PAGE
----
INFORMS News: In Memoriam - Uriel G. Rothblum (1947-2012)

By Boaz Golany

Uriel George Rothblum

Professor Uriel George Rothblum – holder of the Alexander Goldberg Chair in Management Science at the Technion-Israel Institute of Technology and editor in chief of Mathematics of Operations Research – died from a cardiac arrest on March 26. He was 65.

Professor Rothblum was a kind and generous man and an amazingly productive scholar.  His memory will be cherished by his family, his colleagues, his students and by a great many coauthors.

Professor Rothblum, known to most as “Uri,” was born and raised in Tel Aviv to a family that left Vienna, Austria, in the 1930s, just before the country fell under the Nazi regime.  The European tradition that emphasizes education, music, performing arts, poetry, good manners, etc. was always apparent in Uri. At the same time, he was brought up as a Zionist and was always proud of his family association with the elite group of scholarly Zionists that settled in Tel Aviv (especially in the family’s friendship with Hayim Nahman Bialik – the most prominent poet of modern Israel).

Uri received his B.Sc. in applied mathematics in 1969 and his M.Sc. in mathematics in 1971, both from Tel Aviv University. He earned his Ph.D. in operations research from Stanford in 1974. Robert J. Aumann supervised his master’s thesis, and Arthur F. Veinott served as his Ph.D. advisor.  After a one-year postdoctoral fellowship at Courant Institute of Mathematical Sciences at New York University, Uri began his teaching career at Yale in 1975. In 1984 he joined the Technion’s Faculty of Industrial Engineering and Management, where he remained until his untimely death.

During his 28 years of service at the Technion, Uri was a member of numerous academic committees, and he was regarded as a leading authority on all the academic issues faced by the university. He served as vice dean of his faculty for teaching during the mid-1980s, as dean of his faculty from 1992 to 1995, and as the Technion’s vice president for academic affairs from 1998 through 2002.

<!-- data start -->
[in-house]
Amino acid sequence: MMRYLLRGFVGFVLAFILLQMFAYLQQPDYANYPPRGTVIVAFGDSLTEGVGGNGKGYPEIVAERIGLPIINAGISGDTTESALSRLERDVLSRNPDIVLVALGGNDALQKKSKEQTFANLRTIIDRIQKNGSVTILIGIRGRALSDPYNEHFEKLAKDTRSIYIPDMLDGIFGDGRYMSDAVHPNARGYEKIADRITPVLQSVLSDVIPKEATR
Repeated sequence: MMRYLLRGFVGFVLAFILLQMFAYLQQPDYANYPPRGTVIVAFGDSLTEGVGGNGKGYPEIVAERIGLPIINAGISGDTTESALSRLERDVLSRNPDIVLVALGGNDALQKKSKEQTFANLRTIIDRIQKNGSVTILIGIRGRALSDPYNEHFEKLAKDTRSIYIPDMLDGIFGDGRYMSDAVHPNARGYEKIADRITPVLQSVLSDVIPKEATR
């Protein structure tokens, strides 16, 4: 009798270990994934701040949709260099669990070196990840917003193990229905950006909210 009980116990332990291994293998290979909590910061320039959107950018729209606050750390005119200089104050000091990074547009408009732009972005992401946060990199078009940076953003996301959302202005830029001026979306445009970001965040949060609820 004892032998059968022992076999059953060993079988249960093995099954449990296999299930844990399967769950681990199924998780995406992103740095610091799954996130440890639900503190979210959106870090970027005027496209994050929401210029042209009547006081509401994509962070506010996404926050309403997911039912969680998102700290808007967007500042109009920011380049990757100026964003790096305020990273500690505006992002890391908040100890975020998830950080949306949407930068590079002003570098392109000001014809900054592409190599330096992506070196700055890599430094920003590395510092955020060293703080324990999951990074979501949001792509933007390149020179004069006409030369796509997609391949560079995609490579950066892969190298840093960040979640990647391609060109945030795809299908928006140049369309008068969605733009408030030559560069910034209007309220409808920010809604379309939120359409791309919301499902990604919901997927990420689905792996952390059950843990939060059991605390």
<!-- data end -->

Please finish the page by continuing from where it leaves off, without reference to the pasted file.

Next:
Uri was an active member of the Israeli Operational Research Society (ORSIS), where he served as a council member, a vice president and from 2006 through 2008 as president.  In the international arena, Uri was an INFORMS Fellow. He was a member of the Editorial Board of the Journal of Combinatorial Optimization; he was a senior editor of Linear Algebra and its Applications; and he was an associate editor of Mathematics of Operations Research from 1979 to 2010, at which time he became its editor in chief.

Uri was one of the most versatile scholars in the mathematics of operations research, and he did important applied work as well. He contributed strongly to dynamic programming, mathematical programming, combinatorial optimization, applied probability and game theory. He published more than 160 articles in these fields. He worked with more than 100 co-authors. He was brilliant and prolific, and his productivity never waned. His recent work includes a book with Frank K. Hwang titled “Partitions: Optimality and Clustering.”

Thousands of students studied in Uri’s classes. His teaching included large mandatory courses in probability and in deterministic models in operations research, as well as elective courses in game theory and specialized graduate courses in optimization and dynamic programming. He treated his teaching as seriously as he treated his research – investing numerous hours to make sure he was fully prepared for class, always ready to see students outside the nominal office hours, always caring for students with special needs and always trying to transfer to his students his own enthusiasm toward the topics he taught.  

Uri had a unique capacity to grasp the mathematical core of a research issue at a glance, and he could shift his focus from one field of research to another instantly and effortlessly. Conversations with Uri were a delight. He was always cheerful, friendly, generous, full of ideas and interested in everything. He was a frequent and welcome visitor at Columbia, Rutgers, Stanford and elsewhere and a regular participant and speaker in international conferences in his fields of interest. Typically, each visit or appearance in a conference led to new research collaborations that eventually culminated in new articles. Each of Uri’s colleagues and co-authors learned an enormous amount from him, as did his students.

Although Uri was an extraordinarily productive scholar, his family was his first priority.  Uri was totally devoted to his wife, Naomi, and their three children, Maydan, Guy and Ron. Uri enjoyed every moment with them, be it at home or traveling or attending the theater or going to an amusement park.

The abrupt and untimely death of Professor Rothblum created a terrible vacuum for his family and a gaping void in the lives of so many of us. We find solace in that fact that his was a life well lived. He will long be remembered and loved.